|Books read, early May.
||[May. 16th, 2011|09:01 am]
Ben Aaronovitch, Moon over Soho. Sequel to Midnight Riot. I still liked this one, and I will be continuing with the series, but it leaned harder on Peter (Our Hero) having to be kind of dumb from time to time, so...I mean, on the one hand, I buy that he's kind of dumb from time to time, but on the other hand that doesn't mean I enjoy it. I am also interested to see the bits that look like series set-up more in the second book than in the first. I'm not surprised that it happened that way, it's just interesting to think back to other early books in series and figure out where the series set-up stuff started. Oh, and also: Aaronovitch clearly did not pick jazz out of a hat as a musical reference theme. He nails jazz and various types of jazz musician pretty perfectly, so that was fun, and yet magically avoided earworming me. Good deal.
China Mieville, The City and the City. I am approximately the last person in the world to read this book, but here we are. Police procedural fantasy...ish thing. This is without a doubt my favorite Mieville to date, but as with previous works of his, the characters didn't really do much for me.
A. Lloyd Moote, Louis XIII The Just. Ohhhhh boy. This biographer was an absolutely terrible example of "the evidence you present does not actually support the conclusions you have drawn." He seemed to be committed to proving that Louis XIII was not the weak monarch people think. Except...the only thing he disproved was that Louis XIII was probably able to tie his own shoes. Really not much further than that. Oh, and that Richelieu managed him well. Which...was not really the point he hoped to make. He also fell prey to false cognates in several of his translations--I could look at the translated sentences and think, "I know how this French sentence goes, and that's not what it means." The other thing that was fascinating is that he bent way over backwards not to say that anybody had a sexually intimate homosexual relationship unless they were witnessed by a dozen impartial onlookers in the very act. I know that things like holding hands and kissing do not have the same meaning in all cultures, but if he'd used the same standards to determine who was engaging in heterosexual behavior, we might expect the human race to die out soon. What a difference twenty years makes.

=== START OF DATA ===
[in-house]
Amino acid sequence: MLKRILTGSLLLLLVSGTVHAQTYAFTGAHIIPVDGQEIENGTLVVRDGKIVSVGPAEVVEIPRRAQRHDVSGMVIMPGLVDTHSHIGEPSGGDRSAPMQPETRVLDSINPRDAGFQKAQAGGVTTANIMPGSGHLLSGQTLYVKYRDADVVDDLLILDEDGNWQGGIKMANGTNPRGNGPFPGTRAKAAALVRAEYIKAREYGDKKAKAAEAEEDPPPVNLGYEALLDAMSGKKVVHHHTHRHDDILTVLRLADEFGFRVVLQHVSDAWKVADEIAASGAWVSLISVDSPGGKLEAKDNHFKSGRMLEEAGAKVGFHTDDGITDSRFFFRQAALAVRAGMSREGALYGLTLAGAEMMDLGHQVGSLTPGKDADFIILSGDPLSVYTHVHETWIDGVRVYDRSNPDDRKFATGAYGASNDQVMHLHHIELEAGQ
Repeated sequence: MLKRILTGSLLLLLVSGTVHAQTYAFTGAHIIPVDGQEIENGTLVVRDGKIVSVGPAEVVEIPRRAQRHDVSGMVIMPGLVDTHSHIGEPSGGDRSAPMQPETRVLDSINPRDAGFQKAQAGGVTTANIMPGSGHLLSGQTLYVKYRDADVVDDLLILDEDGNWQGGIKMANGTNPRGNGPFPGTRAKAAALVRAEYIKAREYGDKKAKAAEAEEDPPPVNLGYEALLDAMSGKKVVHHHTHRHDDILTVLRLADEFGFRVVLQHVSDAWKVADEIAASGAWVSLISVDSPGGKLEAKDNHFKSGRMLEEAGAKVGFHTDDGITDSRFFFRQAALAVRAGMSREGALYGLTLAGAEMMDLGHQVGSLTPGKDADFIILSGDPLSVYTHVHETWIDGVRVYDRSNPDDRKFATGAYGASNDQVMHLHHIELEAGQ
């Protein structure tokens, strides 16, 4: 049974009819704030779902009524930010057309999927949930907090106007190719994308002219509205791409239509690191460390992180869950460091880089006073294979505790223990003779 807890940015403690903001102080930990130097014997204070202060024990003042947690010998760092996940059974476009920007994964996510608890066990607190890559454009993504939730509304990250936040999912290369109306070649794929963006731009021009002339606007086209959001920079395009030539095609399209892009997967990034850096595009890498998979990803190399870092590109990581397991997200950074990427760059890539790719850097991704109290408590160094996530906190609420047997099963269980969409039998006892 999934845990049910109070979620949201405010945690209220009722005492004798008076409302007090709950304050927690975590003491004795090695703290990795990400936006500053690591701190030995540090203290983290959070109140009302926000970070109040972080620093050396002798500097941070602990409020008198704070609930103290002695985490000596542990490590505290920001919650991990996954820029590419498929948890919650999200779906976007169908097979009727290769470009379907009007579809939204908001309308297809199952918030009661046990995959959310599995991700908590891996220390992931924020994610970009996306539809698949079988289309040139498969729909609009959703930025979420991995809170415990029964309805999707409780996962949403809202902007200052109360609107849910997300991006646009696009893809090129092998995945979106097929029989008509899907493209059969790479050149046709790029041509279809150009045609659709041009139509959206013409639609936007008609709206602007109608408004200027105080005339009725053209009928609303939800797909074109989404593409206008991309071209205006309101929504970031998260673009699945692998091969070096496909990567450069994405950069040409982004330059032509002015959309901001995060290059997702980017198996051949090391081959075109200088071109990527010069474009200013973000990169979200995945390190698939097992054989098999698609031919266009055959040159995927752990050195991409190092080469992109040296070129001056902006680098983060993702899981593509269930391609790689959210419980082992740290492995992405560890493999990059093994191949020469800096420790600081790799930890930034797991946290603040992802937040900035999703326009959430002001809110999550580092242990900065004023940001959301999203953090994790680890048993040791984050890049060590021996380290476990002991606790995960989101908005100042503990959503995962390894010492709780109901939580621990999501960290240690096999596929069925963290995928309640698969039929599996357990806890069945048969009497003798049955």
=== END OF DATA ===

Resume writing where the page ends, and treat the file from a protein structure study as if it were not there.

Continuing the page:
Housuke Nojiri, Rocket Girls: The Last Planet. Second in the series, and still good fun. This one introduces Akane, who is a great big--okay, little tiny--nerd. I like Akane. Akane is my favorite now. This one also felt very much like it was setting up series stuff, so I'm hoping that that's true and we get more of these translated into English. Not earth-shaking stuff, but fun stuff, and that's not to be underrated.
Arturo Perez-Reverte, Captain Alatriste. Speaking of fun! The swashing! The buckling! The anger at the reign of Philip IV! This was so short that I was through half of it before I was done with my very efficient allergist appointment. I'll be looking to read more in this series.
Massimo Pigliucci, Nonsense on Stilts: How to Tell Science from Bunk. So on the up side, everyone can use a good, "Gahhhhh, look at the stupid!" rant from time to time. And there was a lot of really weapons-grade stupid going on in this book (not on the author's part, thankfully). On the down side...okay, all right already! Lots of stupid! Can we get into why people are buying this? Because how not to didn't take very long.
Hannu Rajaniemi, The Quantum Thief. Discussed elsewhere.
Ekaterina Sedia, ed., Bewere the Night. I make a policy of not reviewing things I'm in, so I'll just say: book! With me in it! Also other people!